How Immigrants Help Business
Diversity Symposium speaker identifies “6 Skills that Enable Diversity in Your Business”
Glenn Llopis, founder of the Center for Hispanic Leadership and keynote speaker for Johnson’s 3rd annual Diversity Symposium, spoke about the advantages immigrants have in the business world in his presentation, "The Immigrant Perspective on Business Leadership: 6 Skills that Enable Diversity in Your Business.”
Hosted by Johnson’s Office of Diversity and Inclusion and co-sponsored by the Black Graduate Business Association, the Latino Business Students Association, Out 4 Business, the Women’s Management Council and Cornell’s undergraduate Minority Business Students Association, the 3rd annual Diversity Symposium took place Oct. 27 at the Statler Ballroom on the Cornell campus. Over 200 students, alumni, staff, faculty, corporate sponsors, and professionals attended this year.
Llopis explained that his father graduated from Cornell in 1940 and although he isn’t an alumnus himself, he has always felt like he is a part of the Cornell family — particularly because of how Cornell has embraced diversity, and continues to embrace it at a time when it is most crucial.
In the current economic environment, Llopis explained, U.S. businesses are falling behind, while BRIC (Brazil Russia, India, and China) economies are thriving. This, he believes, is because of the role that diversity plays in the marketplaces all around the world. “It’s not about the number of people you hire when it comes to diversity. The immigrant perspective holds the key for business growth,” he said.
Leaders in the U.S. are concerned for their businesses because their businesses no longer naturally connect to the changing face of America’s consumers, Llopis explained. “By 2050, 54 percent of the U.S. will be minorities,” he said. “And there are not enough resources and infrastructure to enable this demographic shift.”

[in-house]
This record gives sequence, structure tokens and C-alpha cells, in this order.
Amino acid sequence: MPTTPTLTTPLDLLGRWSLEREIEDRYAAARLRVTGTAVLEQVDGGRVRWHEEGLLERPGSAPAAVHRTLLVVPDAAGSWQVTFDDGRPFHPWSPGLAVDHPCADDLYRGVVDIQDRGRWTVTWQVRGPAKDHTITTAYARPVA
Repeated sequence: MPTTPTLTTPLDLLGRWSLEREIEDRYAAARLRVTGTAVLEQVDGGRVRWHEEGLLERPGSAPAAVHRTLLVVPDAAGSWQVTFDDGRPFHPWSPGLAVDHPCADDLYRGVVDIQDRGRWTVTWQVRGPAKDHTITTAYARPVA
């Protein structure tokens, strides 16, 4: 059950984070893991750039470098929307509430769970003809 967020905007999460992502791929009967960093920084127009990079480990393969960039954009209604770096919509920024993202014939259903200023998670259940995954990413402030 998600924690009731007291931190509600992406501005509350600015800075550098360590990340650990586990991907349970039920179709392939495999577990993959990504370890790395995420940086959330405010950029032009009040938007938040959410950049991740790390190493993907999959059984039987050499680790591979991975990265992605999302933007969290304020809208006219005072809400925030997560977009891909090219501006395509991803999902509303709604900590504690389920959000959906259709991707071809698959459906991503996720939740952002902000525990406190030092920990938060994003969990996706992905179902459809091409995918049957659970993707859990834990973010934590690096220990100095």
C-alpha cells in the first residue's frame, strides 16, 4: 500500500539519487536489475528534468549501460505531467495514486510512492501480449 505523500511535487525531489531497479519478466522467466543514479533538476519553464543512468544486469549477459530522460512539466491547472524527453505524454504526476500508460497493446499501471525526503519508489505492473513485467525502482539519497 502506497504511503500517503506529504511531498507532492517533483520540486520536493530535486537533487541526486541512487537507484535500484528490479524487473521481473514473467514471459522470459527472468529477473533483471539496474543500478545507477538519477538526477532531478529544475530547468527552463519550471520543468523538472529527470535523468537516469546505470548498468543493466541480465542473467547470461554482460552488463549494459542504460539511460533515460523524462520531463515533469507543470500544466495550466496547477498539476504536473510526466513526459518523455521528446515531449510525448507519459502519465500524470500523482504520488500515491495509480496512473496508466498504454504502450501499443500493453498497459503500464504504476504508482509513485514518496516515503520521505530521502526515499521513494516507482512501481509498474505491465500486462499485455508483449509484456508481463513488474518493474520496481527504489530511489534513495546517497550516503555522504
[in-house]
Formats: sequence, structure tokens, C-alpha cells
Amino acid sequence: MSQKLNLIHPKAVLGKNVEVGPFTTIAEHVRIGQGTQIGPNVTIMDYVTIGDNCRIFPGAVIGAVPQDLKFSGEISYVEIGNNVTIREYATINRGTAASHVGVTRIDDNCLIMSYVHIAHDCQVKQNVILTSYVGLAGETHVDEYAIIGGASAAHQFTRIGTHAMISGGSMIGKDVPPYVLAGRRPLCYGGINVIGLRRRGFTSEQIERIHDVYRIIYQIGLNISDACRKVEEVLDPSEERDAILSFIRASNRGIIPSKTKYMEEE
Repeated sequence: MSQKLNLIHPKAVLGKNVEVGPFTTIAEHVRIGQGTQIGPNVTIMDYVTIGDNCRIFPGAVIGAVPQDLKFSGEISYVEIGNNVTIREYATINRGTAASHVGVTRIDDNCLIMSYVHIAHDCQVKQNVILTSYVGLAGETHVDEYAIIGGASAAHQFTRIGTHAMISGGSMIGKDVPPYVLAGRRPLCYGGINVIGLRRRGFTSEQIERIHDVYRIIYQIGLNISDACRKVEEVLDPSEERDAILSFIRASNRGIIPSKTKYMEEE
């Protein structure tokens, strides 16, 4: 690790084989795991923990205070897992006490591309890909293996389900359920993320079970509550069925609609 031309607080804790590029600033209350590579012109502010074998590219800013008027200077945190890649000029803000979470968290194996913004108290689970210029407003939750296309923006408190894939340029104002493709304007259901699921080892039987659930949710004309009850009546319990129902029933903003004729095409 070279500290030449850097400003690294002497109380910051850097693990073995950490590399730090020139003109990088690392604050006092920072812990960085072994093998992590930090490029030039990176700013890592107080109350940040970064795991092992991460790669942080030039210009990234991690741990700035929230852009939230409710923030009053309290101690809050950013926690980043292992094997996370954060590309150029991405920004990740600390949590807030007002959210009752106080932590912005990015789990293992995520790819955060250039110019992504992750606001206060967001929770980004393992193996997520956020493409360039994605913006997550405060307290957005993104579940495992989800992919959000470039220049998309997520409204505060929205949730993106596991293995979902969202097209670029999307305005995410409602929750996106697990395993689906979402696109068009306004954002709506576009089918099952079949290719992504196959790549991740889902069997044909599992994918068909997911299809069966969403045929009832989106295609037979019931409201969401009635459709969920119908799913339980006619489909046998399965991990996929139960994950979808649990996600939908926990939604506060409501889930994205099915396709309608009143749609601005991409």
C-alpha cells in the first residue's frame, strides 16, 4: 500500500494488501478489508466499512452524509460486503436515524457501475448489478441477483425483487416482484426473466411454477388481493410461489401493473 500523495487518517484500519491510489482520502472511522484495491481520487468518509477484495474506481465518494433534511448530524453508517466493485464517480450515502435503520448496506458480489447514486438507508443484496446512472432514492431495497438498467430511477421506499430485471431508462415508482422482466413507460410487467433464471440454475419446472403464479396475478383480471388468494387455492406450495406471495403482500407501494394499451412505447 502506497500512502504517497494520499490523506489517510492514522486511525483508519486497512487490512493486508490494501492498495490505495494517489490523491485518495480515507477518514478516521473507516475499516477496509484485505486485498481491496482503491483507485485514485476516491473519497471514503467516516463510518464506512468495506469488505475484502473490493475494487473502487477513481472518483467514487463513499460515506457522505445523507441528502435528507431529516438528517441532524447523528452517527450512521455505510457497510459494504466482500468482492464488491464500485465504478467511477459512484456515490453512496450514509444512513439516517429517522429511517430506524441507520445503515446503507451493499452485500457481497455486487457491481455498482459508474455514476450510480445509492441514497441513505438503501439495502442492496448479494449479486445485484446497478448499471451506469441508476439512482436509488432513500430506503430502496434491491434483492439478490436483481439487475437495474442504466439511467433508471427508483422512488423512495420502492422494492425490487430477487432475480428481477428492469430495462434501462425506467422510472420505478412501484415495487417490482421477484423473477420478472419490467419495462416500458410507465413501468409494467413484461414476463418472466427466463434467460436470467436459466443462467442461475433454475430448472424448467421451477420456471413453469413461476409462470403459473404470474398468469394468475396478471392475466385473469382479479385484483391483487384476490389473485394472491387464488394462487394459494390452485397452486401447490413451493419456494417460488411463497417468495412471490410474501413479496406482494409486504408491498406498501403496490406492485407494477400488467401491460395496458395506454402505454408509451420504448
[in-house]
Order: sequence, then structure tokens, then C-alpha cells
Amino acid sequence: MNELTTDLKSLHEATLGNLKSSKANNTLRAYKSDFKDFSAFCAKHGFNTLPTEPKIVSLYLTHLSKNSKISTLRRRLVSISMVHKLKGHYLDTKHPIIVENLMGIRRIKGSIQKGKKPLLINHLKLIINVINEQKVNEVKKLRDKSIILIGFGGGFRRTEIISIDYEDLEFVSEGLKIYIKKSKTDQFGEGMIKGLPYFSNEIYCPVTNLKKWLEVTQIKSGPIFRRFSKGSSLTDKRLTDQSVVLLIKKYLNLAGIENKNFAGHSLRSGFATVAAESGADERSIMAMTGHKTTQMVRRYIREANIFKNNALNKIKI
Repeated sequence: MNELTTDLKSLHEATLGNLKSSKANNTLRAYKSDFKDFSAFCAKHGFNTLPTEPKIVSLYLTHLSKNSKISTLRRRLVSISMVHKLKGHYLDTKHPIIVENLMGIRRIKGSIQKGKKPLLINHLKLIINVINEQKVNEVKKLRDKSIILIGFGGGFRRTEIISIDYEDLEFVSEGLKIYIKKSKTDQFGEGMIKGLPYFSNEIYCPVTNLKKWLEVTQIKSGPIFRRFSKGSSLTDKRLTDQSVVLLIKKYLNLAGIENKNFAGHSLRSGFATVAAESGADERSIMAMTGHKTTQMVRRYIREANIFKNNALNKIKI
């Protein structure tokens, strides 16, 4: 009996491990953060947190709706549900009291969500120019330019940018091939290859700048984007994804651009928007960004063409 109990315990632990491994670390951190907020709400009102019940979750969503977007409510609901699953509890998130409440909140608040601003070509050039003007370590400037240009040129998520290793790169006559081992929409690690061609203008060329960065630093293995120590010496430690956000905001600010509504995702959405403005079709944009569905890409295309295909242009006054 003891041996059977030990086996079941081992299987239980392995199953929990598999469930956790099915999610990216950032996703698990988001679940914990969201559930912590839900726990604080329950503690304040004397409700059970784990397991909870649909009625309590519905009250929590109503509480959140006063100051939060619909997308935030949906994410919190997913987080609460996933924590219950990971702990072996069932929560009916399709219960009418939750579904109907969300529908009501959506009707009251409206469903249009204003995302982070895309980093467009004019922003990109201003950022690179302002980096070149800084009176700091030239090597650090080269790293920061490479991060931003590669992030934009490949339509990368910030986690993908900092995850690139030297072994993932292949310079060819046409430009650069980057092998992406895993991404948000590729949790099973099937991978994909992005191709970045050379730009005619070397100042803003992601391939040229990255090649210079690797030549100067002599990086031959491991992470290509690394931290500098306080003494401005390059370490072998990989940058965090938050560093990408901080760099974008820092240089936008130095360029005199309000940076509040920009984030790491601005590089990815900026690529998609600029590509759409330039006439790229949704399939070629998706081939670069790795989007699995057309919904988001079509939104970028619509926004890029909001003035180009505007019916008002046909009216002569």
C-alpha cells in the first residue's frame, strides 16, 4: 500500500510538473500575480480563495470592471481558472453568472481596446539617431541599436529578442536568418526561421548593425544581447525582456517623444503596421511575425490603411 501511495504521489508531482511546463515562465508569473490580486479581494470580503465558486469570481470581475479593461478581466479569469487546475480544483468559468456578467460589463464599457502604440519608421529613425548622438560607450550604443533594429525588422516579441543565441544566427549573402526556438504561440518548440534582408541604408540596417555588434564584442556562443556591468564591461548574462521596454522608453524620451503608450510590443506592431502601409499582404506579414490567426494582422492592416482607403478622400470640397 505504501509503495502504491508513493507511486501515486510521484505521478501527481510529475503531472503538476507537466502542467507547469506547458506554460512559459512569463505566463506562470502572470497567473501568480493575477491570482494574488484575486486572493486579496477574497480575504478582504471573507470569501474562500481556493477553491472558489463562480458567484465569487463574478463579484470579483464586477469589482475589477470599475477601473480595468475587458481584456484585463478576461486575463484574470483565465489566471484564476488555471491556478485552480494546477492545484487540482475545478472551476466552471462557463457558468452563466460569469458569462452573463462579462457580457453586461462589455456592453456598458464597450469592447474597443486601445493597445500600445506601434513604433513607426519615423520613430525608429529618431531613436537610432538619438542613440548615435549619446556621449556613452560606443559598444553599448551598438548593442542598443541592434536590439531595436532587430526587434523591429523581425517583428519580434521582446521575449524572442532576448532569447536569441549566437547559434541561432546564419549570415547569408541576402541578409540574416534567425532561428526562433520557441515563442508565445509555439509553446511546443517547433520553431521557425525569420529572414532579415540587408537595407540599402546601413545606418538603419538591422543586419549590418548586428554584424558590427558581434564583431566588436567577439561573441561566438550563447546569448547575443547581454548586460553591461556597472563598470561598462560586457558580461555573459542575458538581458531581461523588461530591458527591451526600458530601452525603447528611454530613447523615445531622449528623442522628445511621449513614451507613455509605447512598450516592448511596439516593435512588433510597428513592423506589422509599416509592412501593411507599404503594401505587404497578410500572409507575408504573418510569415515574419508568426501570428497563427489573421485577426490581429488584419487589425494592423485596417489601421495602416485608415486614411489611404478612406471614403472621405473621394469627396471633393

The way to fix this issue, he said, is to embrace an immigrant perspective and the six skills that will enable diversity in a business: seeking opportunity, anticipating the unexpected, being passionate, possessing an entrepreneurial spirit, having a generous purpose, and embracing an individual’s cultural promise.
Seeking opportunity, Llopis explained, is not entirely unique to immigrants, but immigrants see opportunity in a very different way. “We come here with nothing but hope and love and we see opportunity everywhere. Often, they’re opportunities that others don’t see. This is important because opportunity is the true mother of success,” he said.
Immigrants are also particularly good at anticipating the unexpected, because many have dealt with multiple crises in their mother countries, and have to face hardships all the time. “We have an innate ability to see around the corners and know what’s up ahead,” he said.
Being passionate, potent pioneers who blaze paths for others is also an immigrant characteristic, Llopis said. It is this passionate pursuit that allows immigrants to open doors to new possibilities.
Llopis also explained that immigrants live with an entrepreneurial spirit, because in developing countries, there isn’t much of a choice. “You must be an entrepreneur just to survive,” Llopis said.
The generous purpose that immigrants possess is invaluable in the business environment as well. “It’s in our nature to give,” Llopis said “and this is great because it allows us to think about other’s needs as much as our own.”
Finally, Llopis spoke about the importance of embracing cultural promise, and treating everyone like family. According to a recent Harvard Business School study, Llopis explained, family firms take time to look at the longer-term approach to business. “Family-controlled firms outperform public companies by 6 percent,” he said, “And one-third of the companies in the S&P 500 index are run by families.”
These six skills, Llopis explained, are all interconnected and will no doubt make a difference for any business. Though the economy hasn’t fully recovered, Llopis believes that employing an immigrant perspective will make a positive impact.
“After Castro’s Cuba, this economy is a cake walk. We immigrants come with a perspective that allows us to thrive in an environment like this — a perspective that everyone can benefit from,” he said.
— Maria Minsker ’13